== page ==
Tags: amazon | third party | sellers | states | sales tax

WSJ: States Hungry for Sales Tax Eye Amazon's 3rd-Party Sellers

WSJ: States Hungry for Sales Tax Eye Amazon's 3rd-Party Sellers
(AP/Paul Sakuma)

By    |   Thursday, 30 March 2017 12:14 PM

Cash-starved U.S. states reportedly think they’ve identified a “prime” target to help fill their quickly depleted coffers.

States may start taxing the individuals and small companies that account for a growing share of Amazon.com Inc.’s online marketplace’s sales, The Wall Street Journal reported.

 At least eight states are considering new measures this year that aim to force marketplaces such as Amazon and eBay Inc. to collect sales taxes on behalf of those selling merchandise on their sites or to force sellers to report sales, according to the National Association of State Budget Officers.

“Third-party sellers, which now account for more than half of Amazon’s sales, often are small businesses that say they aren’t able to easily track where their goods are held and sold, and don’t necessarily know what might trigger the need to collect and pay sales tax in states outside where they are based,” the Journal reported.

“Under current federal law, retailers are required to collect sales taxes only in states where they have a physical presence. That means that if a seller is based in New York and only has operations in that state, they would collect sales taxes only from New York customers,” the Journal explained.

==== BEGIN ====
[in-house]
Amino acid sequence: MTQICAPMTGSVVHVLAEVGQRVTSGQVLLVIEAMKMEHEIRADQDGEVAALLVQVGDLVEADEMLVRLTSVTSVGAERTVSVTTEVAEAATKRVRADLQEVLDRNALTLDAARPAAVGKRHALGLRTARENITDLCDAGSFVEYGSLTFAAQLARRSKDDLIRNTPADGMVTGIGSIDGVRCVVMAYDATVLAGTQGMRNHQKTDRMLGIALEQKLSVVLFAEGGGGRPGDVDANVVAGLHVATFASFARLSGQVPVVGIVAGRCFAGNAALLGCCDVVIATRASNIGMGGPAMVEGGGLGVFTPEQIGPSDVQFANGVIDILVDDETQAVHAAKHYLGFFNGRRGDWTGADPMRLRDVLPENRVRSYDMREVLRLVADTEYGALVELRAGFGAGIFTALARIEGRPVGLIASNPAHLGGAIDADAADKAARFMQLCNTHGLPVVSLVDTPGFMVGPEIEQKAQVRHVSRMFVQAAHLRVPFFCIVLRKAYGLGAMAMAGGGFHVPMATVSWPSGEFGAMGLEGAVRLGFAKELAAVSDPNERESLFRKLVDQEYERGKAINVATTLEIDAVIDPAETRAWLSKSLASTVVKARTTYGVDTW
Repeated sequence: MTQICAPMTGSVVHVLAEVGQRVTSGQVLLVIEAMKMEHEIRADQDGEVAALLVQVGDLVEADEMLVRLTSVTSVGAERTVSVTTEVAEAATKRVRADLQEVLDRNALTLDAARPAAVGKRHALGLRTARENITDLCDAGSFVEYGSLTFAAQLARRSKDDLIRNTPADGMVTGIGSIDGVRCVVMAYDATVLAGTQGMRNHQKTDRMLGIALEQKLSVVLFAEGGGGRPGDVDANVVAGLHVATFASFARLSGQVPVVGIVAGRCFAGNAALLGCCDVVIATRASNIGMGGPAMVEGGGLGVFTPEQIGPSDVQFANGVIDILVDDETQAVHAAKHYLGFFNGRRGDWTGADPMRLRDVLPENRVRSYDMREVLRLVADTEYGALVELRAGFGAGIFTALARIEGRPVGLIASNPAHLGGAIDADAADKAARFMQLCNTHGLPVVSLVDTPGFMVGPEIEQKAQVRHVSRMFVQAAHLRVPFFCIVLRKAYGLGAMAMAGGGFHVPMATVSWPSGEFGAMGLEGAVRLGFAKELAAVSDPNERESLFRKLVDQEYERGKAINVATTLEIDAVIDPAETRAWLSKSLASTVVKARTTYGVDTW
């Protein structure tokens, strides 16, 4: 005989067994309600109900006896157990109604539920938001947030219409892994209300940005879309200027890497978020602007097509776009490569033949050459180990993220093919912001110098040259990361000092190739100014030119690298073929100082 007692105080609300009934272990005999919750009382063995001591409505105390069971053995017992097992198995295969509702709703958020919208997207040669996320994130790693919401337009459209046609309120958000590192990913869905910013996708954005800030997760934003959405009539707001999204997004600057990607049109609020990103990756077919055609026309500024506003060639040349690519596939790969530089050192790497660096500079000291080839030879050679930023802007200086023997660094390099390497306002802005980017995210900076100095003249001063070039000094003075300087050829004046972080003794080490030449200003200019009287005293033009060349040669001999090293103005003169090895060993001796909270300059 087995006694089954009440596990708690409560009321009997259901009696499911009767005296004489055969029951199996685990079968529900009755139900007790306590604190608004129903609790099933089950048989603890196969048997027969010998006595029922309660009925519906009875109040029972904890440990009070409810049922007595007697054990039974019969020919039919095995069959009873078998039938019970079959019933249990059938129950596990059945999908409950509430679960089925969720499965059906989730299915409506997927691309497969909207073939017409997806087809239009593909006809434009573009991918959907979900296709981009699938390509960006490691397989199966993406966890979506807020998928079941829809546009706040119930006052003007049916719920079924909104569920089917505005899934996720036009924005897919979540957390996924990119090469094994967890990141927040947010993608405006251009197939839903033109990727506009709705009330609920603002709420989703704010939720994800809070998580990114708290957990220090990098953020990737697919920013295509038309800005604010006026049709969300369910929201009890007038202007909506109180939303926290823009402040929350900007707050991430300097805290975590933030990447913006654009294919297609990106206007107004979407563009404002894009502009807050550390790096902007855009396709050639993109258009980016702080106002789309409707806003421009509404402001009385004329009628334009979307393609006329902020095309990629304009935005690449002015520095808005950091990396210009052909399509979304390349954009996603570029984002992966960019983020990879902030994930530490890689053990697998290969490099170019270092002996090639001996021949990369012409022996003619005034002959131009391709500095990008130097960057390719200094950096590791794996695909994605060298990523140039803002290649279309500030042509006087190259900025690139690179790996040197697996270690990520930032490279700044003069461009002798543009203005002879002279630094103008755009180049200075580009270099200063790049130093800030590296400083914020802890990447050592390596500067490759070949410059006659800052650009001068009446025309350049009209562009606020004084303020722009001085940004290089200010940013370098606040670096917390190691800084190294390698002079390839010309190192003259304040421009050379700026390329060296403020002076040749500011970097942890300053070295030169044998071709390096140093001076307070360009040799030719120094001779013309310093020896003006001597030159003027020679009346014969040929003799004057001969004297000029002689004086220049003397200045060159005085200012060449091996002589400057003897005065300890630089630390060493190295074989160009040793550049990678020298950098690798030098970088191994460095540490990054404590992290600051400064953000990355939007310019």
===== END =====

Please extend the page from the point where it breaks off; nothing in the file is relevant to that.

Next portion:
State sales-tax revenues grew at a weak rate of just 1.7% in the fourth quarter, the Journal quoted the State University of New York’s Nelson A. Rockefeller Institute of Government as reporting.

Meanwhile, a lesser known phenomenon is that while Amazon can be a fierce competitor, it also procures services and supplies from mom-and-pop merchants, even those it might consider as rivals.

"Our fulfillment centers across the U.S. are encouraged to work with local businesses to support the site’s needs whether that’s connecting with local restaurants and catering companies to provide employee appreciation meals to purchasing supplies from local vendors," Amazon spokeswoman Kelly Cheeseman told Bloomberg.

"Whether it’s through the creation of jobs, purchasing from local suppliers or local giving, we’re proud to support the communities where employees live and work."

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Cash-starved U.S. states reportedly think they've identified a "prime" target to help fill their quickly depleted coffers.
amazon, third party, sellers, states, sales tax
342
2017-14-30
Thursday, 30 March 2017 12:14 PM
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